If you’ve ever come to understand the expression, “You can’t see the forest for the trees.” You’ve most likely accepted that sometimes we can overlook obvious answers to even the simplest questions. As humans, we love to over complicate things and tell ourselves, “It can’t be that easy.” As urban legends go, NASA engineers supposedly spent countless hours and millions of dollars attempting to create a ball point pen that would work in space when a pencil would have sufficed. The truth is, the tall tale is just that, a tall tale, but it’s definitely believable.
As experts within the marine industry, we too can overlook the simple. Frankly, it’s easy to write off an answer as too basic or elementary but the other day, the question arose during a dinner conversation with friends, “So what is a skiff?”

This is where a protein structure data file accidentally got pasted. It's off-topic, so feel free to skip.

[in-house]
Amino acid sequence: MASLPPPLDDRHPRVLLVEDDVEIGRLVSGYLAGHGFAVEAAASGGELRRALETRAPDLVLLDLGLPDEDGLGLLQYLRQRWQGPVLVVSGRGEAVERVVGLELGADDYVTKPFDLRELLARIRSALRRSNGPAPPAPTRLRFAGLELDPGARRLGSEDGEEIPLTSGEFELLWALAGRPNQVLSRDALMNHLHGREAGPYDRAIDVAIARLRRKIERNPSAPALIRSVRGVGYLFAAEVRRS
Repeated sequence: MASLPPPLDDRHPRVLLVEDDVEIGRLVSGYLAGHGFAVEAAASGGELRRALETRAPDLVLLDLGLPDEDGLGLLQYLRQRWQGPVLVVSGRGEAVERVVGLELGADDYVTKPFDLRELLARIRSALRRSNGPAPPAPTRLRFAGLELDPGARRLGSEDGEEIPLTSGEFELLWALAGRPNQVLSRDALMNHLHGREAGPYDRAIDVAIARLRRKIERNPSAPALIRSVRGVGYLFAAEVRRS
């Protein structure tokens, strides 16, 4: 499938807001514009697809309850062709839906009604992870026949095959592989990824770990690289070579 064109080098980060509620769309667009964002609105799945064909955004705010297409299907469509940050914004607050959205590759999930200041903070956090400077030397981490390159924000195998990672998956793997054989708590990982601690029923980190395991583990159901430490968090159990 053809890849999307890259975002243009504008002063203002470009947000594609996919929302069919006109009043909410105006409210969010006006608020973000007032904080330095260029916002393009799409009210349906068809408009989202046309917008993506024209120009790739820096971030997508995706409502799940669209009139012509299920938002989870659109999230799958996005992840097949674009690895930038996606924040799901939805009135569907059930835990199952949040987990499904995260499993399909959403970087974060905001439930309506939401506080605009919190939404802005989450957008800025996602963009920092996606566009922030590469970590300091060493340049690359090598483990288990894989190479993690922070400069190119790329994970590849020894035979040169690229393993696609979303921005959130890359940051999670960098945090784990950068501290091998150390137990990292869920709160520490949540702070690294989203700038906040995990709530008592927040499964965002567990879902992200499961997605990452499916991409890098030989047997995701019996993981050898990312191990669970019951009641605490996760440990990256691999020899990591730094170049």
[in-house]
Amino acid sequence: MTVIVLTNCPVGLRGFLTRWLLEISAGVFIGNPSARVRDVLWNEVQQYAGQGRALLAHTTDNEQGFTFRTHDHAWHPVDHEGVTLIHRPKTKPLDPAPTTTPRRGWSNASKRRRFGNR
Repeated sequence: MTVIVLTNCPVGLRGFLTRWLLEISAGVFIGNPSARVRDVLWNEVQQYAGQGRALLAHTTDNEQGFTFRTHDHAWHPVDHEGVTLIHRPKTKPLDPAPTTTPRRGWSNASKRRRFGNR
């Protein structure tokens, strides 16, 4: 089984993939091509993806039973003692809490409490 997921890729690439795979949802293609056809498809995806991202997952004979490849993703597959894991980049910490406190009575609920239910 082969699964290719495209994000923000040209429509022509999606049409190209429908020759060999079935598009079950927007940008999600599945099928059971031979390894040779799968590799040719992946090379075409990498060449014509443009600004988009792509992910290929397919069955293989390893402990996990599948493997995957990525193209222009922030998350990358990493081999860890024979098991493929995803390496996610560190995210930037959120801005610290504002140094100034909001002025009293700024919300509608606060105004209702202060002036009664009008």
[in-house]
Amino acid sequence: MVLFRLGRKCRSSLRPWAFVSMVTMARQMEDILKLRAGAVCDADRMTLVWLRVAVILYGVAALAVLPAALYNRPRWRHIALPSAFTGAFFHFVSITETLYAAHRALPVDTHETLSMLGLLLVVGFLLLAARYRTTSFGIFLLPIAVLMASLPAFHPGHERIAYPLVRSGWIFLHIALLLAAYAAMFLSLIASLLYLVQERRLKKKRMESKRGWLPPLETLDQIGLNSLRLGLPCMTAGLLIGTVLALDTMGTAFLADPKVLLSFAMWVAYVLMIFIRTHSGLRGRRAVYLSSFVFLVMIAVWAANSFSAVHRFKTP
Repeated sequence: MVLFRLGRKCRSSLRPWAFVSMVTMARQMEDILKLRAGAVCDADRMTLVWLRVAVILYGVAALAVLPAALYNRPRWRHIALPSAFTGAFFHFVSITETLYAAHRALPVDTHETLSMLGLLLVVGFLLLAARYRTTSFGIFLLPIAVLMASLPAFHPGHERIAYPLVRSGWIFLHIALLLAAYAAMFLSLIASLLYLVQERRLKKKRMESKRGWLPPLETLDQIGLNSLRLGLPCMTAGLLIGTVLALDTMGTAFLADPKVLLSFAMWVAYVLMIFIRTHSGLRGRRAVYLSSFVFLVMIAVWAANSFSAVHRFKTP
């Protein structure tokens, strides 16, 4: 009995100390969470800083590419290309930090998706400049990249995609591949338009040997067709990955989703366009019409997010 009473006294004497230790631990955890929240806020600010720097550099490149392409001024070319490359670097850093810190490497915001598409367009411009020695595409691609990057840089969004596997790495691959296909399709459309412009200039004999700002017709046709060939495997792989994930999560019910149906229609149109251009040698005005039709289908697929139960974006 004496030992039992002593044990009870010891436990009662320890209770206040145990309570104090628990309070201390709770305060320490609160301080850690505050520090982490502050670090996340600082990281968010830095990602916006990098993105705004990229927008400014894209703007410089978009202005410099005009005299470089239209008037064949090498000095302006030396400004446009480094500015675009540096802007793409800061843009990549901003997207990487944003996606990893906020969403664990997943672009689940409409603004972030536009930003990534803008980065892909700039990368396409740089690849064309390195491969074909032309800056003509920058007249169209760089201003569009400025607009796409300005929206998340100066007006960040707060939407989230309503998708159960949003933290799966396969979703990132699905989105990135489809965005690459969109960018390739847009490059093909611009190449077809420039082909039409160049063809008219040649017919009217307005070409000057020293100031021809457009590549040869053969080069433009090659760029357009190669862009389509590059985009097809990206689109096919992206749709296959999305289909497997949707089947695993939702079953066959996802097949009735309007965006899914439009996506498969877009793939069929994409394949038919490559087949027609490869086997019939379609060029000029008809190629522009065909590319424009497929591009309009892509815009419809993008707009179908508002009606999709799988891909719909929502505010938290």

Even though I’ve heard that question a thousand times, this time, it struck a nerve. Why? Well I realized that some people know much less about boats than I often assume and as a marketer, that’s bad. Now accepting and owning my wrongful assumptions, I’ll answer the question, “What is a skiff?”
According to the modern day oracle (Google), a skiff is, “a shallow, flat-bottomed open boat with a sharp bow and square stern.”
Bow, Stern, Flat Bottom
What does that mean in plain English? The back (stern) of the boat is squared and the front (bow) is pointed. On the bottom, the boat is flat which allows it to ride (draft) in much shallower waters than a v-shaped hull. Making a new assumption (which I hope is correct), you might next ask, “What is the primary purpose/role of a skiff?” According to the Oracle’s more personally embellished little brother Wikipedia, in the Americas skiffs are, “boats for use by inshore fisherman.” I certainly agree and would only add that your skiff can also be used in lakes, rivers, and streams.
Have a specific question about a skiff? Please feel free to comment below and as always, enjoy your Sundance and safe boating.